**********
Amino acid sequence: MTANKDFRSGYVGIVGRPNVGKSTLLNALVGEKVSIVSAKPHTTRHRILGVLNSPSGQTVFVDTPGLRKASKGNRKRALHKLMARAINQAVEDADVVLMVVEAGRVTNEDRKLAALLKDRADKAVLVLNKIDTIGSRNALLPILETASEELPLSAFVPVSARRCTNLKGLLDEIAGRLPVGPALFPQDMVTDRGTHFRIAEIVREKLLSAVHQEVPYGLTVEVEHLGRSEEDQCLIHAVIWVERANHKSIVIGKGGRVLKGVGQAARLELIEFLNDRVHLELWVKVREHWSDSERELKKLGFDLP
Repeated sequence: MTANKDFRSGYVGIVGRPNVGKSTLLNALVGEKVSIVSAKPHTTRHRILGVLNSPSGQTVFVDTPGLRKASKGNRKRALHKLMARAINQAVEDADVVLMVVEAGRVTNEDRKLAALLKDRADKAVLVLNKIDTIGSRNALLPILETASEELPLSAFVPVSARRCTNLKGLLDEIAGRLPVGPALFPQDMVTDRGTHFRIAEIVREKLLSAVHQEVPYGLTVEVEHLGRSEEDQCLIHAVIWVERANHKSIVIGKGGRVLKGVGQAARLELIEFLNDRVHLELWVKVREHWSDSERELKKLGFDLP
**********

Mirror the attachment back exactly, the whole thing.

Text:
Amino acid sequence: MTANKDFRSGYVGIVGRPNVGKSTLLNALVGEKVSIVSAKPHTTRHRILGVLNSPSGQTVFVDTPGLRKASKGNRKRALHKLMARAINQAVEDADVVLMVVEAGRVTNEDRKLAALLKDRADKAVLVLNKIDTIGSRNALLPILETASEELPLSAFVPVSARRCTNLKGLLDEIAGRLPVGPALFPQDMVTDRGTHFRIAEIVREKLLSAVHQEVPYGLTVEVEHLGRSEEDQCLIHAVIWVERANHKSIVIGKGGRVLKGVGQAARLELIEFLNDRVHLELWVKVREHWSDSERELKKLGFDLP
Repeated sequence: MTANKDFRSGYVGIVGRPNVGKSTLLNALVGEKVSIVSAKPHTTRHRILGVLNSPSGQTVFVDTPGLRKASKGNRKRALHKLMARAINQAVEDADVVLMVVEAGRVTNEDRKLAALLKDRADKAVLVLNKIDTIGSRNALLPILETASEELPLSAFVPVSARRCTNLKGLLDEIAGRLPVGPALFPQDMVTDRGTHFRIAEIVREKLLSAVHQEVPYGLTVEVEHLGRSEEDQCLIHAVIWVERANHKSIVIGKGGRVLKGVGQAARLELIEFLNDRVHLELWVKVREHWSDSERELKKLGFDLP